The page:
Archive for the ‘Local Businesses’ Category

Ever heard of a vook?

January 29, 2010

Perhaps the next best thing, according to an Alameda company!

Vook Inc.’s product is a multimedia application that works on a computer’s Internet browser and can be downloaded to an iPhone or iPod Touch. The software displays the text with accompanying video clips. Called a “vook,” it’s a digital mashup of video and books, with a dash of popular social networks Facebook and Twitter thrown in for seasoning.


Flavors of India

September 27, 2009

Nah … this is not an India related travelogue 🙂

In a recent post, Lauren mentioned that an Indian restaurant would be opening up soon on Park St. As luck would have it, I had dinner with some friends at Flavors of India over the weekend … these are the very same folks who will soon be setting up shop in our fair town. If my experience (and that of others) is any indication, they could very well endup giving the other Indian place (on Buena Vista) a run for their business.

The 3/50 Project

July 19, 2009

The 3/50 project: Pick 3. Spend 50. Save your local economy!


Interesting article in the WSJ:

A survey released in January by the Institute for Local Self-Reliance, a Minneapolis nonprofit research group, found that community efforts can often at least protect independent companies from the worst of the recession. Independent retailers in cities with buy-local campaigns saw holiday sales drop 3.2% from the previous year, compared with 5.6% in cities without them. There are about 100 such campaigns across the country, the group estimates.

More information on the 3/50 project is here.

Go Peet’s!

August 1, 2008

Alameda’s very own Peet’s 🙂 appears to be weathering the recent downturn fairly well. Contrast their recent earnings report to Starsucks closing 600 of their stores!

The company said the rise was partly due to strong growth in its grocery and wholesale business. Peet’s has been expanding by selling its coffee in more grocery stores around the country. Grocery sales jumped 27 percent. Revenue at its retail stores, meanwhile, rose 13 percent, mainly from sales at new locations.

And in other Peet’s related news:

Peet’s new roastery in Alameda, on the bay’s shore right at the northern tip of the main Oakland Airport runway, was awarded LEED gold certification, an unusual honor for a factory.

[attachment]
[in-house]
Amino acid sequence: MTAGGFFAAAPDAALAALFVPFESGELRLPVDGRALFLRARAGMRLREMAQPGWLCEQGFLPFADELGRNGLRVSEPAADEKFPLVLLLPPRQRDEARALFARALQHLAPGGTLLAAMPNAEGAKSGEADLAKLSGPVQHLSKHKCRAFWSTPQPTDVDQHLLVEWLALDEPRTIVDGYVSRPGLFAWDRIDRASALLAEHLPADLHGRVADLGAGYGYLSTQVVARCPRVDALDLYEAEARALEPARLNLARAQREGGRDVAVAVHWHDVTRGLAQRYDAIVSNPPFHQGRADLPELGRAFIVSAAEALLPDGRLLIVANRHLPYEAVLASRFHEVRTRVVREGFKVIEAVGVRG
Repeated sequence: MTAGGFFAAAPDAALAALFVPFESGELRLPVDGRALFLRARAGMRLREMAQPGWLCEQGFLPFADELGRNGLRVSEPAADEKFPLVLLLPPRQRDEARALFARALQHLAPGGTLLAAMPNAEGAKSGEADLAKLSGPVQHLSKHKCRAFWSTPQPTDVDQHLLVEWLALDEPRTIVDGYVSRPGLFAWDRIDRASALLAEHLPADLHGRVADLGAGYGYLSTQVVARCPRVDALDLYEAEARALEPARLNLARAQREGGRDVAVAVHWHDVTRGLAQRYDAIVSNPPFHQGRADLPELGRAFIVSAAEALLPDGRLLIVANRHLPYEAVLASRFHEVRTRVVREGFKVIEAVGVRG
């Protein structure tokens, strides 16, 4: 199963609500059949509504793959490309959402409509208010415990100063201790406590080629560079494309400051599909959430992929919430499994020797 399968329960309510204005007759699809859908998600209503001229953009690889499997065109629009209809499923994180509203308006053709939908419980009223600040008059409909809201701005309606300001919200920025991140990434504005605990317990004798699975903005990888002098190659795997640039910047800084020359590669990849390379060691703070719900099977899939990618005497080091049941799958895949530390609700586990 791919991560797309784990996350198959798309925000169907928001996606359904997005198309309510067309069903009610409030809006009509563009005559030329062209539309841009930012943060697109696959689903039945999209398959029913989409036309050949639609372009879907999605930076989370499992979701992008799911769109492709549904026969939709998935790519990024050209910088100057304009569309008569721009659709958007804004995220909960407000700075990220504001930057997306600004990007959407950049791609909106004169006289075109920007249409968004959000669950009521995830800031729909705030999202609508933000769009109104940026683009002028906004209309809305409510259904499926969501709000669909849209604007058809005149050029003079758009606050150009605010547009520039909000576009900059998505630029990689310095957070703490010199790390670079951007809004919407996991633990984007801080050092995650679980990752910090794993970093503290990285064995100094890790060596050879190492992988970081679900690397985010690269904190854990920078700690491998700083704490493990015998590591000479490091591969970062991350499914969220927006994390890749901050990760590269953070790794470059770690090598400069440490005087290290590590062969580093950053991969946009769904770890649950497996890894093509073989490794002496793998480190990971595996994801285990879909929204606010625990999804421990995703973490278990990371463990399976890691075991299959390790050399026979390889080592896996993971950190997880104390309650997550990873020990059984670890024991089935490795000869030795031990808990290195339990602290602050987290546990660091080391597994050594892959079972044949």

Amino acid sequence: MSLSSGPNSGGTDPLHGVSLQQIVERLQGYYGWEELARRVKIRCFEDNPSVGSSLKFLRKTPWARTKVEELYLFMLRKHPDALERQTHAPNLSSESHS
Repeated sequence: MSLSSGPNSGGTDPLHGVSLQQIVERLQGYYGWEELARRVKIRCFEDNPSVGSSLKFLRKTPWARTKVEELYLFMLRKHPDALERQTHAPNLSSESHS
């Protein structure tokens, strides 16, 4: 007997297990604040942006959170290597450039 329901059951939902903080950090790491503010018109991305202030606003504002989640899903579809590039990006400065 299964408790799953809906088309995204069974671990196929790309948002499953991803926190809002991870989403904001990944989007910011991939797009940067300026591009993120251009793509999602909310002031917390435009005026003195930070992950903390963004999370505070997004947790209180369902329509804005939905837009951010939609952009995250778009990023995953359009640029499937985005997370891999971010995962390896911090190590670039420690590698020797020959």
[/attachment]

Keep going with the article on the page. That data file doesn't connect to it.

Local bicycle frame builders

July 7, 2008

Interesting article in the Chronicle on local (bicycle) frame builders, including one in our very own backyard.

Bernie Mikkelsen, of Mikkelsen Frames in Alameda, has been building bikes for 34 years. He got his start as a child, putting bikes together from found bike parts. His father, an engineer, converted the basement of the family home in Berkeley into a workshop where his son could learn the intricacies of bike engineering. At his peak, Mikkelsen built four or five custom steel bikes a month and did repairs “at a hundred miles a minute,” said his wife, Melodie Beylick, a glass artist whose work sits on shelves in the bike frame workshop.

Even more fascinating is Bernie’s near recovery from a stroke — perhaps as a consequence of being allowed to work in his bike shop on weekends.

Alameda Bicycle

February 10, 2008

If you are looking for bike store around town, I suggest Alameda Bicycle. I bought my first road bike from them recently and have been very impressed by the service and the very knowledgeable and helpful staff.  Apart from supporting a local business, their “free adjustments for ever” offer is simply unbeatable.

And, as reported recently in the Journal, they are very actively involved in the community as well!

The bike shop has started a reading rewards program, called Books 4 Bikes, that benefits five of Alameda’s elementary schools. The program encourages children to get excited about reading by giving them a raffle ticket to win bicycle-related prizes, such as a new helmet, for each 150-minute reading scorecard they complete; those who submit the most cards stand a chance of winning a new bike.